Athlete Running

I just back from a conference in California and while I was down there Iwanted to try something different for a workout. Specifically I wanted to try out the Manhattan Beach sand dunes. I’ve written previously about running sand dunes and had heard about these ones down in LA. And although we weren’t able to get a workout in as the dunes are closed it did get me thinking about some key principles that you should keep in mind when it comes to your off-season hockey conditioing workouts.

So with this mind I’m going to fire a number of tips your way regarding the conditioning phase of your off-season training program. So here is Part 1 of your off-season hockey conditioning tips.

Tip #1 – More is not better. It used to be that hockey players didn’t do a whole lot in the off-season to prepare for the next. Before the contracts were that good players would return home and help with the family business, which if from Saskatchewan meant farming, before returning to training camp.

As the money got better players didn’t need to work during the off-season and now were able to relax a little bit. This may have included some fishing, a little boating, a few rounds of golf and the occasional pilsner.

But as exercise science passed along new findings and the league became more competive players recognized the need to get in shape during the summer prior to training camp. Initially these efforts to pick up the training may have been just a few weeks out from camp. Later this training period was expanded to run almost the entire off-season. And what were players doing to get in shape?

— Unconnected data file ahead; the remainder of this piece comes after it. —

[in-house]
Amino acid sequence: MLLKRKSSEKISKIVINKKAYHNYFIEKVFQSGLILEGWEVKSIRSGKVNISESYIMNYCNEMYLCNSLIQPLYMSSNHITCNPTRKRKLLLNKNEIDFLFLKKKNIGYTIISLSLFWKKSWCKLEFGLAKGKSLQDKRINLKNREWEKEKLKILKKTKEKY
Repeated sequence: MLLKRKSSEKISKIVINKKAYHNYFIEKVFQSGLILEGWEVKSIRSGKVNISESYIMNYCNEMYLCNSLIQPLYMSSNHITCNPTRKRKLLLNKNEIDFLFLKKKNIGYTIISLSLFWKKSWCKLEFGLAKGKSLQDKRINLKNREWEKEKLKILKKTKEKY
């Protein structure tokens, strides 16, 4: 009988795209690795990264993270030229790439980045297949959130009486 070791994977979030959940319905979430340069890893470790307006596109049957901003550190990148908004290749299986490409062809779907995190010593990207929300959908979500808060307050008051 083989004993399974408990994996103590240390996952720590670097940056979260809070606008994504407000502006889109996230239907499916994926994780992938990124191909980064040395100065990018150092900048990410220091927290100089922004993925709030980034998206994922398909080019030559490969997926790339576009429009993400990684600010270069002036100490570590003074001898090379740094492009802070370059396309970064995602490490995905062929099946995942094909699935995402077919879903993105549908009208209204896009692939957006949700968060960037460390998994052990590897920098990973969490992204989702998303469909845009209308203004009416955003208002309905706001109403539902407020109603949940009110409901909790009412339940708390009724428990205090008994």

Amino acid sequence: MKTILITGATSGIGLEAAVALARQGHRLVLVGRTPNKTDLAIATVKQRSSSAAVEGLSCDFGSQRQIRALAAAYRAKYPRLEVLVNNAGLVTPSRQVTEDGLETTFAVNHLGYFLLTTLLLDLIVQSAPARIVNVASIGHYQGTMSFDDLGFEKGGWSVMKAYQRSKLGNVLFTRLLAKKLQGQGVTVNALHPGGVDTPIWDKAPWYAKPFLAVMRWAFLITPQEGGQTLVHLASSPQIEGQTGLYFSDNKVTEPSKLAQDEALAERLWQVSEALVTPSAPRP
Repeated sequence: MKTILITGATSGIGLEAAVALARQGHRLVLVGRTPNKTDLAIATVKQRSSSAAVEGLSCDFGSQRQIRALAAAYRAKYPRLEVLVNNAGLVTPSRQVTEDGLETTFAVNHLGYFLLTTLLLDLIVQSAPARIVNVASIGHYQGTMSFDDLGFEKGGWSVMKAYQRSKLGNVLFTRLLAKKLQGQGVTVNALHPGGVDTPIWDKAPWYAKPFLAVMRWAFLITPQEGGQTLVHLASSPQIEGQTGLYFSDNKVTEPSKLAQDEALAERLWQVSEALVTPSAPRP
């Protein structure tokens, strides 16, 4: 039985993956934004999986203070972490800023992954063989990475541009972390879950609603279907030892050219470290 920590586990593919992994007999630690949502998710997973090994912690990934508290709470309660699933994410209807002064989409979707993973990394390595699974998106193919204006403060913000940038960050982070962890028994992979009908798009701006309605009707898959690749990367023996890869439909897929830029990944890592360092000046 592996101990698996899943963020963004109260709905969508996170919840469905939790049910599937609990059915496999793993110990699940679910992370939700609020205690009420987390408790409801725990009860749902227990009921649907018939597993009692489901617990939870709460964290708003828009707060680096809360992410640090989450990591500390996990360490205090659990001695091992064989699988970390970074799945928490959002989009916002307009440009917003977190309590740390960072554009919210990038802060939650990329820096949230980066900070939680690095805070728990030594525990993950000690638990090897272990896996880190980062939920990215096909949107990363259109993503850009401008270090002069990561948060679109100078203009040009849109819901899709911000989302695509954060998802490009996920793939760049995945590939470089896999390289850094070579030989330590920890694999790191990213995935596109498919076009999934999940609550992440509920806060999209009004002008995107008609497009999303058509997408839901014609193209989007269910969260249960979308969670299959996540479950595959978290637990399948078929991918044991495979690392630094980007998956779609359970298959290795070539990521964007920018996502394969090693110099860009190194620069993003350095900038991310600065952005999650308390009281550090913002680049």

They were going for runs. And riding the bike. And the more the better. At the time it was as though the more time invested running and riding the better.

There was no consideration of heart rate. There was no thought put into recovery times. It didn’t matter what you did yesterday. All that mattered was that you were going to do more than you could previously, push yourself, get a good sweat and make it hurt a little bit. Then you would wash, rinse and repeat.

Today’s hockey player knows it’s about the quality not the quantity of the training. He or she knows that more is not necessarily better and that long, steady-state training can actually impair performance. They also know that off-season conditioning is about total energy system development not simply about aerobic capacity. And lastly they know that have to be able to accelerate quickly in all directions and repeat their efforts multiple times to succeed in hockey.

A colleague that is a strength and conditioning coach for an NHL team mentioned that the younger players coming to camp understand what conditioning for hockey is and what it isn’t. It is the veteran players who have been in the league for a while and have been using the same method of preparing for the upcoming season, year after year, without incorporating the new science that will benefit them. Their antiquated training methods combined with added years puts them at a double disadvantage when it comes to the younger, smarter trained players.

As you get going on your off-season training make sure you keep the above points in mind. Look to develop all three energy systems i.e.  the aerobic, anaerobic-lactic and  ATP, to ensure no gaps in your ability to perform. Invest in a heart rate monitor and be smart about your training.

In the next post I’ll talk about why the type of surface you perform your hockey conditioning drills on is an important consideration.


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